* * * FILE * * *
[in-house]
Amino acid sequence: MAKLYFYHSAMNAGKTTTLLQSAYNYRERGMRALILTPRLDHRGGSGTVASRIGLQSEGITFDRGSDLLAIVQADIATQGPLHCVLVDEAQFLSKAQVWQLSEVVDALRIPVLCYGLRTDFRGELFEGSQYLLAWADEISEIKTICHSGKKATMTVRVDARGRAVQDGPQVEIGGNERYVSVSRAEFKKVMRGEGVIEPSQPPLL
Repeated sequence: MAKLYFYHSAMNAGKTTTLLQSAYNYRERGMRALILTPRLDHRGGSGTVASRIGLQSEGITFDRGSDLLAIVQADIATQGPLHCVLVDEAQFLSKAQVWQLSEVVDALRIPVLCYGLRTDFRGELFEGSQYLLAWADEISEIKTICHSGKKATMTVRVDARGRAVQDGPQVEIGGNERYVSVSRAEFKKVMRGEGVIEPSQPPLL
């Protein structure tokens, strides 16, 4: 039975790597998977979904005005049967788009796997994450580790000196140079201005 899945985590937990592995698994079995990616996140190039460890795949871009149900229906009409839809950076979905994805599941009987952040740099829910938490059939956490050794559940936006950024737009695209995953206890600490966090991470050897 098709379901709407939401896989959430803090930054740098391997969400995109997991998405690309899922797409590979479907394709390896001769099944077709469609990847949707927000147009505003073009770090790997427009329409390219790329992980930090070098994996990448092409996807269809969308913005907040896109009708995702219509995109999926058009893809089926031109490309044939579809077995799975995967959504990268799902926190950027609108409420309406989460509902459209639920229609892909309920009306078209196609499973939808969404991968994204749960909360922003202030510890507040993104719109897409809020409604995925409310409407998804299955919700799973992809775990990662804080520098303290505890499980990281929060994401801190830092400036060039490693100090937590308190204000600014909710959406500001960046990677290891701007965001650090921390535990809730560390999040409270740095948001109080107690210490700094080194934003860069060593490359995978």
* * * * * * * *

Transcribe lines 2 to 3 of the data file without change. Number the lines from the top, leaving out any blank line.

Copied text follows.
Amino acid sequence: MAKLYFYHSAMNAGKTTTLLQSAYNYRERGMRALILTPRLDHRGGSGTVASRIGLQSEGITFDRGSDLLAIVQADIATQGPLHCVLVDEAQFLSKAQVWQLSEVVDALRIPVLCYGLRTDFRGELFEGSQYLLAWADEISEIKTICHSGKKATMTVRVDARGRAVQDGPQVEIGGNERYVSVSRAEFKKVMRGEGVIEPSQPPLL
Repeated sequence: MAKLYFYHSAMNAGKTTTLLQSAYNYRERGMRALILTPRLDHRGGSGTVASRIGLQSEGITFDRGSDLLAIVQADIATQGPLHCVLVDEAQFLSKAQVWQLSEVVDALRIPVLCYGLRTDFRGELFEGSQYLLAWADEISEIKTICHSGKKATMTVRVDARGRAVQDGPQVEIGGNERYVSVSRAEFKKVMRGEGVIEPSQPPLL